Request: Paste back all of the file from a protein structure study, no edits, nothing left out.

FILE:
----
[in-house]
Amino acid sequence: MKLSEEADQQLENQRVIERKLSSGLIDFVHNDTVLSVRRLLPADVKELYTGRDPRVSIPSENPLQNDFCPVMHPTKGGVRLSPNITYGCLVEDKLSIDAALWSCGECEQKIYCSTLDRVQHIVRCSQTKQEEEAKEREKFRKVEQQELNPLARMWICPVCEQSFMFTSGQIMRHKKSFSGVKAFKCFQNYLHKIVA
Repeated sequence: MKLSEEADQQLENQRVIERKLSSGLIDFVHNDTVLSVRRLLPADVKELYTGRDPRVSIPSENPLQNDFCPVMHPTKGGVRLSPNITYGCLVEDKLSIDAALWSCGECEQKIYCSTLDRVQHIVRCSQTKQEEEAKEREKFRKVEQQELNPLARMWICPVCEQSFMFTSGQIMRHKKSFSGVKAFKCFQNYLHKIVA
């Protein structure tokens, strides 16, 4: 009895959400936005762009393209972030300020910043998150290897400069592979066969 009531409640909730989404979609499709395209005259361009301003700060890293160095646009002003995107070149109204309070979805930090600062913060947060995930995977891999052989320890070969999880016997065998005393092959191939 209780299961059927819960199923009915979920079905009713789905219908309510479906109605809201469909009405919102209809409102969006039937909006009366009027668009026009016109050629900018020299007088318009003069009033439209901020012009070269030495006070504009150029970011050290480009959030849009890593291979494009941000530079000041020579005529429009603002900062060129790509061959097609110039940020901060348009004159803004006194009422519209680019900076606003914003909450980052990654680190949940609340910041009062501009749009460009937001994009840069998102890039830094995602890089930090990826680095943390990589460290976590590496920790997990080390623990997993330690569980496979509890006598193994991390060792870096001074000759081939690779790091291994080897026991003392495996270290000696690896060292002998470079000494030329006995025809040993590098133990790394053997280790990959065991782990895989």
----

[in-house]
Amino acid sequence: MKLSEEADQQLENQRVIERKLSSGLIDFVHNDTVLSVRRLLPADVKELYTGRDPRVSIPSENPLQNDFCPVMHPTKGGVRLSPNITYGCLVEDKLSIDAALWSCGECEQKIYCSTLDRVQHIVRCSQTKQEEEAKEREKFRKVEQQELNPLARMWICPVCEQSFMFTSGQIMRHKKSFSGVKAFKCFQNYLHKIVA
Repeated sequence: MKLSEEADQQLENQRVIERKLSSGLIDFVHNDTVLSVRRLLPADVKELYTGRDPRVSIPSENPLQNDFCPVMHPTKGGVRLSPNITYGCLVEDKLSIDAALWSCGECEQKIYCSTLDRVQHIVRCSQTKQEEEAKEREKFRKVEQQELNPLARMWICPVCEQSFMFTSGQIMRHKKSFSGVKAFKCFQNYLHKIVA
């Protein structure tokens, strides 16, 4: 009895959400936005762009393209972030300020910043998150290897400069592979066969 009531409640909730989404979609499709395209005259361009301003700060890293160095646009002003995107070149109204309070979805930090600062913060947060995930995977891999052989320890070969999880016997065998005393092959191939 209780299961059927819960199923009915979920079905009713789905219908309510479906109605809201469909009405919102209809409102969006039937909006009366009027668009026009016109050629900018020299007088318009003069009033439209901020012009070269030495006070504009150029970011050290480009959030849009890593291979494009941000530079000041020579005529429009603002900062060129790509061959097609110039940020901060348009004159803004006194009422519209680019900076606003914003909450980052990654680190949940609340910041009062501009749009460009937001994009840069998102890039830094995602890089930090990826680095943390990589460290976590590496920790997990080390623990997993330690569980496979509890006598193994991390060792870096001074000759081939690779790091291994080897026991003392495996270290000696690896060292002998470079000494030329006995025809040993590098133990790394053997280790990959065991782990895989």